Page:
After hearing comments from nine neighboring property owners, the board voted 4-1 to grant the required permit. The City Planning Commission in March recommended the permit on a 6-0 vote.

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The construction of the Emerald Isle substation coincides with the relocation of power and telecommunication lines — for Mediacom and Windstream — underground, from overhead on utility poles along segments of First Avenue East.

The Cedar Rapids City Council in 2009 established a plan to improve the aesthetics of public improvements along major arterial streets. A franchise agreement with Alliant approved in April 2009 includes a provision that the company will move its overhead power lines underground after it is paid the difference between the costs of overhead and underground installation.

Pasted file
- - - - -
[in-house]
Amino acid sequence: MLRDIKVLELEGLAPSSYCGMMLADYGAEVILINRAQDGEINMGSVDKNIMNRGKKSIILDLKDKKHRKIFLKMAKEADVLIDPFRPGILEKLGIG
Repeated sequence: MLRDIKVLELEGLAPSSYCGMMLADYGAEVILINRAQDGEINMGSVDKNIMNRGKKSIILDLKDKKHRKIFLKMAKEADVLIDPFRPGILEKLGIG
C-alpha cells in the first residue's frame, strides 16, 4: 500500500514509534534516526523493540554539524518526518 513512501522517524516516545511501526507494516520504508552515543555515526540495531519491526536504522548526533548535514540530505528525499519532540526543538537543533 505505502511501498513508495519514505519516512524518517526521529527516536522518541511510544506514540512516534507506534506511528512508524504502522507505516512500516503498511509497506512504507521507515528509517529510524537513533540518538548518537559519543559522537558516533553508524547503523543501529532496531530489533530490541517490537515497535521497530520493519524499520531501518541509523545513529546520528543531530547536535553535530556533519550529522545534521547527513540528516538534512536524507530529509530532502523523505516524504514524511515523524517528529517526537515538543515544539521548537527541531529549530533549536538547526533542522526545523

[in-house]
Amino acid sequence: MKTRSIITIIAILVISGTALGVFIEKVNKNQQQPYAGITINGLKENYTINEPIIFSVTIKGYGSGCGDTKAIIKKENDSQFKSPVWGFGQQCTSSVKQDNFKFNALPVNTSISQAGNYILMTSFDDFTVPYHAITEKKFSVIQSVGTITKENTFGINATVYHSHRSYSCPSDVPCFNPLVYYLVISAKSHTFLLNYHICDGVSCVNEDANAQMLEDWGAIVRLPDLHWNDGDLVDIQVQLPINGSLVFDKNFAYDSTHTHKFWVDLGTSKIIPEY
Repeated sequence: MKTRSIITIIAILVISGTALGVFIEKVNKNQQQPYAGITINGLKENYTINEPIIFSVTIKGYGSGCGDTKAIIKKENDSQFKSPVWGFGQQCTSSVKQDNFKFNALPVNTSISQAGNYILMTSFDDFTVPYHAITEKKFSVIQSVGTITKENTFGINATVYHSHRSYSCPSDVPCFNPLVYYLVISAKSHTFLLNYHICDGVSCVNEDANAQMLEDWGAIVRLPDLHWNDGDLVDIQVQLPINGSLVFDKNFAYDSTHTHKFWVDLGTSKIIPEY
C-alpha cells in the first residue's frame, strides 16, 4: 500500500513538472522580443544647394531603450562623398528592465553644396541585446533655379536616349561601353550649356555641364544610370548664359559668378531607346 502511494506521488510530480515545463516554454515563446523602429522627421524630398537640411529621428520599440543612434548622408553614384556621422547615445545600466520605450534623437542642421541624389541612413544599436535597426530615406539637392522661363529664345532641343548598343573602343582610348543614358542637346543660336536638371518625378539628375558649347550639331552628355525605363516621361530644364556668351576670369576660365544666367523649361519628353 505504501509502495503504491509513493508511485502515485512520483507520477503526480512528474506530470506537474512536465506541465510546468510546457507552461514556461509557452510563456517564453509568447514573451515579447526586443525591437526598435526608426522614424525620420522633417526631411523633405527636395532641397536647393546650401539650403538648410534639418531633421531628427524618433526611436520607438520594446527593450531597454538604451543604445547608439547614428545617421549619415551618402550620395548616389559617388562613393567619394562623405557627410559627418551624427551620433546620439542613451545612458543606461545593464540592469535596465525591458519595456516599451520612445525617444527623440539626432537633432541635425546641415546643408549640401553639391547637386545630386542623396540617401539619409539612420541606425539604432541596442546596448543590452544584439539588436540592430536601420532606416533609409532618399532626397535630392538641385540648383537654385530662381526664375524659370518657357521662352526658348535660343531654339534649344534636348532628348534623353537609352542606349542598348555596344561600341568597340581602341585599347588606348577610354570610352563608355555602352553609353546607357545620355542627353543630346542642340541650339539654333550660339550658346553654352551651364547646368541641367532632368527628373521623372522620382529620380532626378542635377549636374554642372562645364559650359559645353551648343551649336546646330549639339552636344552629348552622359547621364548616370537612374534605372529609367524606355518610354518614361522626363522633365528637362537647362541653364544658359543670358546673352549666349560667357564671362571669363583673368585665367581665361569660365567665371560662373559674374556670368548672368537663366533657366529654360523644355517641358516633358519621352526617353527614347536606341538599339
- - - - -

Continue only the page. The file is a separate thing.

“We’ve done this on other major street projects,” said Gary Petersen, capital improvements project manager with the Cedar Rapids Public Works Department. “The first one that was done was on First Avenue East from 40th Street to Collins Road. We’ve also done it from 34th Street to 40th Street.”

Petersen said the city has requested that the power lines for Alliant and other utilities’ cables be relocated underground as part of the next phase of First Avenue East reconstruction from 27th Street to 34th Street and the upcoming Collins Road widening project.

ITC Midwest has participated in seven new substations constructed in the area — six jointly with Alliant Energy/Interstate Power and Light — and one alone. The company also has been involved with five existing substations that were expanded and/or rebuilt.